Abstract : Despite numerous shipwrecks, wooden baleinières (whaleboats) considerably increase the transport capacity of the DR Congo’s inland waterways. Born of the country’s vast popular economy, baleinières are as much an expression of the DR Congo’s historical experience as they are of its heritage of river mobility, with its social and technical know-how. In search of the underlying causes of their unprecedented success, this article presents the origins of this frugal innovation and the geographical context of its riverine habitat, particularly in the Tshopo province, where baleinières bring together multiple forms of circulation at a social, professional, technical, and material level. While the arrival of Chinese diesel engines known as dakadaka or changfa since the 2000s cannot be underestimated, the article argues that the success of baleinières lies above all in the skillful integration of mechanical, natural and muscular forces: three ethnographic moments show how the baleinière and its engines, the river and its current, and human bodies and their techniques enter into a kinetic convergence and become a momentary meshwork of artisanal infrastructure that prove to be more efficient than the “hard” infrastructure inherited from the (post-)colonial era.

Keywords: Baleinères, River transport, Infrastructure, Technology, Democratic Republic of Congo

Abstract: The comparatively cheap and mechanically accessible Chinese dakadaka diesel engines and their shotteur Z-drives have enabled wooden baleinières to significantly impact waterborne mobility, trade and transportation on the Congo River and its tributaries. While baleinières are artisanal watercraft made of local building materials, their engines are globally circulating technologies, which are able to unfold their economic, hydrodynamic and sociotechnical affordances thanks to a number of local technical adaptations. 

On the basis of ethnographic fieldwork in Tshopo province (DR Congo) foregrounding the engines’ use, the article discusses the adaptations the Chinese engines and their propulsion system undergo to enable a felicitous engagement of their intrinsic engineered forces with the muscular, natural, and social forces present in their local riverine habitat. While this entanglement of forces depends on the distributed character of collective onboard engine care, it also encourages the emergence of baleinière owners (armateurs) as a new group of local entrepreneurs. These insights help us understand why, despite frequent breakdowns, the engines and the boats they propel enable and democratize the access to new forms of connectivity and mobility for large parts of Congo’s riverine and travelling urban populations. In a context of enduring economic precarity, the technical intervention of ‘removing (the engine’s) backward gear’ (Li. kolongola marche arrière) is therefore also of metaphoric significance.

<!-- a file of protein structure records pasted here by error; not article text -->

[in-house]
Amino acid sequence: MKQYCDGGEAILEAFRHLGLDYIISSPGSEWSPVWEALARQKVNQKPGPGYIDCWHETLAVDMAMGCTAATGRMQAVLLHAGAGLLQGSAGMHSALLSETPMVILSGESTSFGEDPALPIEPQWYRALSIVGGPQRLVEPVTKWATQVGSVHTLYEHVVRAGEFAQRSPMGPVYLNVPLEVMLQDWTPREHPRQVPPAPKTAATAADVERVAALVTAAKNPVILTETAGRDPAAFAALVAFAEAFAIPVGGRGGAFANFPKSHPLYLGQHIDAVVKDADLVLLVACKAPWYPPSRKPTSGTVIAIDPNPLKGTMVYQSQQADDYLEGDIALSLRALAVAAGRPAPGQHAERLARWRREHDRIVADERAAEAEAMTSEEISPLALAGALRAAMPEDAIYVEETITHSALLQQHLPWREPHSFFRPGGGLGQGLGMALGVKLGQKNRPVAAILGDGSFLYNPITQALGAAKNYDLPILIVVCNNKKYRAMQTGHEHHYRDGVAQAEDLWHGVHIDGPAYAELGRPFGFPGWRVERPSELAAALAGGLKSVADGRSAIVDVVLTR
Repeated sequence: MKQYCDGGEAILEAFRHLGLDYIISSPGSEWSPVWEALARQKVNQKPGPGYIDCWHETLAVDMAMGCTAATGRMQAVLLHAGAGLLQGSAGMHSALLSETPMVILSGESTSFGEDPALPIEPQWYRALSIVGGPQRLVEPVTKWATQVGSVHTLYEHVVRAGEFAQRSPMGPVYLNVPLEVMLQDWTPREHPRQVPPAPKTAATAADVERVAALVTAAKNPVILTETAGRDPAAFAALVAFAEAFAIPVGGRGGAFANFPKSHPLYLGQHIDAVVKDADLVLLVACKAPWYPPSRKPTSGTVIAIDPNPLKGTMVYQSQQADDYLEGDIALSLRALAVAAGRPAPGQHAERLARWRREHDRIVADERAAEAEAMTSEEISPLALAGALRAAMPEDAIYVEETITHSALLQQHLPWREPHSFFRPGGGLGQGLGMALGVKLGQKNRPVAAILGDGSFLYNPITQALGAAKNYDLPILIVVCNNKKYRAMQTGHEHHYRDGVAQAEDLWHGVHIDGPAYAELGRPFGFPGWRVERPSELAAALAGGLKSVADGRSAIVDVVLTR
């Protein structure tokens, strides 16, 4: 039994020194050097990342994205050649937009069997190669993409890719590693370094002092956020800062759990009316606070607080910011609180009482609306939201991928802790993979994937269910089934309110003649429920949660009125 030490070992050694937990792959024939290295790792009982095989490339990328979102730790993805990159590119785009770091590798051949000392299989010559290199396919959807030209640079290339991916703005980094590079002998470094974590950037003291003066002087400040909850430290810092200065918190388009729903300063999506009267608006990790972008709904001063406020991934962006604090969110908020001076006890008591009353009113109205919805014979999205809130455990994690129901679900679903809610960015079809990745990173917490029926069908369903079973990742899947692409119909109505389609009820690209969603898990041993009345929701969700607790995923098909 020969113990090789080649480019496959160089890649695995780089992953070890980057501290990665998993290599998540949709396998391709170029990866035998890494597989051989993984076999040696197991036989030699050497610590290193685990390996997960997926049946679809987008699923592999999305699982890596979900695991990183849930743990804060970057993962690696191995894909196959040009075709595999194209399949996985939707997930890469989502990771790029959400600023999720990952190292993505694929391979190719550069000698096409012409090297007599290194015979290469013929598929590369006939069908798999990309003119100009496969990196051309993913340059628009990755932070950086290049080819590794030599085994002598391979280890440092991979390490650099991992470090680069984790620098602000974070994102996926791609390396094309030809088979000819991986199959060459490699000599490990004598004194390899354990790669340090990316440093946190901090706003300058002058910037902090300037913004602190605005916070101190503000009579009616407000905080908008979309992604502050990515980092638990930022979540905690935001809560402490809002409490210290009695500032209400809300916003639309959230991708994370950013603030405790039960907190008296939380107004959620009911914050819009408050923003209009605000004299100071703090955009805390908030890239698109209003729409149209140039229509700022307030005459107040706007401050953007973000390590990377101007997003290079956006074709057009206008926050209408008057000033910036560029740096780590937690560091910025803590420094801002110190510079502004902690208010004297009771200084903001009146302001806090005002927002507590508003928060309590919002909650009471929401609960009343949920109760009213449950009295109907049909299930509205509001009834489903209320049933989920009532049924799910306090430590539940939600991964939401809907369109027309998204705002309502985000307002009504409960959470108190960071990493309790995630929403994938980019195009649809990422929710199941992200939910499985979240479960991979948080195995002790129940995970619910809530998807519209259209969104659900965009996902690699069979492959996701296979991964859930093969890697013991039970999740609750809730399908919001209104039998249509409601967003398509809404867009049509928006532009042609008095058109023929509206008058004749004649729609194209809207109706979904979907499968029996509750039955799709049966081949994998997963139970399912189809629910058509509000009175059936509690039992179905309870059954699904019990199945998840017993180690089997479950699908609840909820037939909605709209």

Keywords: Technical adaptations, Changfa, Baleinières, River transport, Technology, Mobility.

Peter Lambertz (2021), “’Ville de Yalotcha’. Ship Names, Home Ports, and Bureaucratic Mimicry on Congo’s Inland Waterways. Francia. Forschungen zur Westeuropaischen Geschichte 48: 493 – 504. (article in English)


Yalotcha is a small village on the Congo River about 150 km downstream of Kisangani (Democratic Republic of Congo). The inscription »Ville de Yalotcha« on the bow of one of Congo’s latest wooden baleinières identifies the ship owner’s home village as the vessel’s “home port” by symbolically elevating it to the status of a ville (city). While this mimics an older onomastic pattern of naval identification inherited from the colonial past, it also inscribes the baleinière and its owner into a seemingly more global ecumene of international shipping standards.

Resulting from Zaire’s, and subsequently the DR Congo’s, decades of economic and political crisis, Congo’s wooden baleinières are handcrafted technologies of necessity that have become commonplace and indispensable on Congo’s inland waterways. Today, their activity accounts for the supply of at least half of all foodstuffs consumed in the DR Congo’s riverine cities, including Africa’s second largest city Kinshasa.

Keywords: Bureaucracy, Ship names, Baleinières, Congo River, Creativity, Memory 

As this article shows, baleinières not only navigate on the waterways of the Congo River and its tributaries. They also float on a grid of navigation standards and bureaucratic rules, including those of ship identification, which are inherited from the times of Belgian colonialism, and which have given rise, over time, to local practical norms of naming. On the basis of contemporary naming practices relating to Congo’s wooden baleinières, this article explores how legal standards are continually appropriated in a process of bureaucratic mimicry. This enables the owners and crew members of baleinières to positively engage with the state’s rules and their colonial origins, in creative rather than reluctant ways, so as to safeguard agency and affirm their pride.